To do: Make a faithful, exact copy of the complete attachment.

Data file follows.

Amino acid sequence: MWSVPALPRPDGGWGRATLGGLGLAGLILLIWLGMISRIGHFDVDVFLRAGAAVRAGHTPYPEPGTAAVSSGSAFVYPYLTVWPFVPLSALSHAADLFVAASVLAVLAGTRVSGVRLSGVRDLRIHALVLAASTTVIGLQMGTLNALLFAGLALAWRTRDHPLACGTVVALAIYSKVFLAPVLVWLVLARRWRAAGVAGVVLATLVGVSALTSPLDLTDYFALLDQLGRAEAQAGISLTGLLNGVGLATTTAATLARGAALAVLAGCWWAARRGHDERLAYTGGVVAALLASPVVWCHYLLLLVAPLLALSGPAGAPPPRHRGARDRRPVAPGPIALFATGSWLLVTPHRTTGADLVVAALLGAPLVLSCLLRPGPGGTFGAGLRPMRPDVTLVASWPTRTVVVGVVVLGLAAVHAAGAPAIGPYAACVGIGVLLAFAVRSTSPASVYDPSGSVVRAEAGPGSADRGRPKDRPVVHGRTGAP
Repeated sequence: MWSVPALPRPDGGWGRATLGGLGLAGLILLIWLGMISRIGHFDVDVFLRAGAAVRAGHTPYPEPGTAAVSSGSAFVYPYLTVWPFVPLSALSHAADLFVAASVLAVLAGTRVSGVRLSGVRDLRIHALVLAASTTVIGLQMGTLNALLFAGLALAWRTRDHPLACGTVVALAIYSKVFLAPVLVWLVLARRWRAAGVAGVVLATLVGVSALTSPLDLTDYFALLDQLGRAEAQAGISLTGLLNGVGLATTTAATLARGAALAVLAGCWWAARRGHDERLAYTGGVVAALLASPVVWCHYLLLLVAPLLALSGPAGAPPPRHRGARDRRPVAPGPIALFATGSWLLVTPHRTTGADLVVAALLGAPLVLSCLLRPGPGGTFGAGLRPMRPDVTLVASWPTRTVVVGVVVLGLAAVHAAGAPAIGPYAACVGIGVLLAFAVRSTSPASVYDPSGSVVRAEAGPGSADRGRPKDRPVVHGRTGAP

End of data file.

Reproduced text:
Amino acid sequence: MWSVPALPRPDGGWGRATLGGLGLAGLILLIWLGMISRIGHFDVDVFLRAGAAVRAGHTPYPEPGTAAVSSGSAFVYPYLTVWPFVPLSALSHAADLFVAASVLAVLAGTRVSGVRLSGVRDLRIHALVLAASTTVIGLQMGTLNALLFAGLALAWRTRDHPLACGTVVALAIYSKVFLAPVLVWLVLARRWRAAGVAGVVLATLVGVSALTSPLDLTDYFALLDQLGRAEAQAGISLTGLLNGVGLATTTAATLARGAALAVLAGCWWAARRGHDERLAYTGGVVAALLASPVVWCHYLLLLVAPLLALSGPAGAPPPRHRGARDRRPVAPGPIALFATGSWLLVTPHRTTGADLVVAALLGAPLVLSCLLRPGPGGTFGAGLRPMRPDVTLVASWPTRTVVVGVVVLGLAAVHAAGAPAIGPYAACVGIGVLLAFAVRSTSPASVYDPSGSVVRAEAGPGSADRGRPKDRPVVHGRTGAP
Repeated sequence: MWSVPALPRPDGGWGRATLGGLGLAGLILLIWLGMISRIGHFDVDVFLRAGAAVRAGHTPYPEPGTAAVSSGSAFVYPYLTVWPFVPLSALSHAADLFVAASVLAVLAGTRVSGVRLSGVRDLRIHALVLAASTTVIGLQMGTLNALLFAGLALAWRTRDHPLACGTVVALAIYSKVFLAPVLVWLVLARRWRAAGVAGVVLATLVGVSALTSPLDLTDYFALLDQLGRAEAQAGISLTGLLNGVGLATTTAATLARGAALAVLAGCWWAARRGHDERLAYTGGVVAALLASPVVWCHYLLLLVAPLLALSGPAGAPPPRHRGARDRRPVAPGPIALFATGSWLLVTPHRTTGADLVVAALLGAPLVLSCLLRPGPGGTFGAGLRPMRPDVTLVASWPTRTVVVGVVVLGLAAVHAAGAPAIGPYAACVGIGVLLAFAVRSTSPASVYDPSGSVVRAEAGPGSADRGRPKDRPVVHGRTGAP